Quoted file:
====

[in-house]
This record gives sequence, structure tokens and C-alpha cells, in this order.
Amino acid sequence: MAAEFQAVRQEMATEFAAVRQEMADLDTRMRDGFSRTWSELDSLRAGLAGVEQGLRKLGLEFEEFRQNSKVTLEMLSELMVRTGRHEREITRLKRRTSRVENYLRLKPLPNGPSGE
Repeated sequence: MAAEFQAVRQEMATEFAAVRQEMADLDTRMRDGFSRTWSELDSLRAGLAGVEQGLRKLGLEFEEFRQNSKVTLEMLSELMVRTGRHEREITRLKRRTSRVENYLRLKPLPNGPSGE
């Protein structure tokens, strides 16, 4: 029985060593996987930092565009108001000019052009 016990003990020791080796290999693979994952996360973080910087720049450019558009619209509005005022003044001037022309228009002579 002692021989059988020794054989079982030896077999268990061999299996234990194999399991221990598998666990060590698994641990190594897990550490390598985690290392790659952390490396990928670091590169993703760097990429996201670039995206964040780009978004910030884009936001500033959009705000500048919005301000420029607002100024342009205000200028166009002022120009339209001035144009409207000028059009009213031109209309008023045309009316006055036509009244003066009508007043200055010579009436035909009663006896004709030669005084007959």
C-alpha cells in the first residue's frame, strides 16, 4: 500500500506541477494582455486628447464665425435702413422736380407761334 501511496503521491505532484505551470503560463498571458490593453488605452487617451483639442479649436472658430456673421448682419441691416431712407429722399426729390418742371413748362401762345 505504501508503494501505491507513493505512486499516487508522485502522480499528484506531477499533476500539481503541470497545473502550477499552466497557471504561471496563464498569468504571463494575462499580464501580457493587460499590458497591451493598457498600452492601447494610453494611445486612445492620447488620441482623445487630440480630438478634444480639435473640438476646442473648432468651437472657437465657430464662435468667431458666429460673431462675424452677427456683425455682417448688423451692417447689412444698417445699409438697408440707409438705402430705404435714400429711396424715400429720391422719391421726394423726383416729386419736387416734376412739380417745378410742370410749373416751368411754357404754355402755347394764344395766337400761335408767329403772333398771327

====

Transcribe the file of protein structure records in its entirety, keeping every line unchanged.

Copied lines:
[in-house]
This record gives sequence, structure tokens and C-alpha cells, in this order.
Amino acid sequence: MAAEFQAVRQEMATEFAAVRQEMADLDTRMRDGFSRTWSELDSLRAGLAGVEQGLRKLGLEFEEFRQNSKVTLEMLSELMVRTGRHEREITRLKRRTSRVENYLRLKPLPNGPSGE
Repeated sequence: MAAEFQAVRQEMATEFAAVRQEMADLDTRMRDGFSRTWSELDSLRAGLAGVEQGLRKLGLEFEEFRQNSKVTLEMLSELMVRTGRHEREITRLKRRTSRVENYLRLKPLPNGPSGE
């Protein structure tokens, strides 16, 4: 029985060593996987930092565009108001000019052009 016990003990020791080796290999693979994952996360973080910087720049450019558009619209509005005022003044001037022309228009002579 002692021989059988020794054989079982030896077999268990061999299996234990194999399991221990598998666990060590698994641990190594897990550490390598985690290392790659952390490396990928670091590169993703760097990429996201670039995206964040780009978004910030884009936001500033959009705000500048919005301000420029607002100024342009205000200028166009002022120009339209001035144009409207000028059009009213031109209309008023045309009316006055036509009244003066009508007043200055010579009436035909009663006896004709030669005084007959």
C-alpha cells in the first residue's frame, strides 16, 4: 500500500506541477494582455486628447464665425435702413422736380407761334 501511496503521491505532484505551470503560463498571458490593453488605452487617451483639442479649436472658430456673421448682419441691416431712407429722399426729390418742371413748362401762345 505504501508503494501505491507513493505512486499516487508522485502522480499528484506531477499533476500539481503541470497545473502550477499552466497557471504561471496563464498569468504571463494575462499580464501580457493587460499590458497591451493598457498600452492601447494610453494611445486612445492620447488620441482623445487630440480630438478634444480639435473640438476646442473648432468651437472657437465657430464662435468667431458666429460673431462675424452677427456683425455682417448688423451692417447689412444698417445699409438697408440707409438705402430705404435714400429711396424715400429720391422719391421726394423726383416729386419736387416734376412739380417745378410742370410749373416751368411754357404754355402755347394764344395766337400761335408767329403772333398771327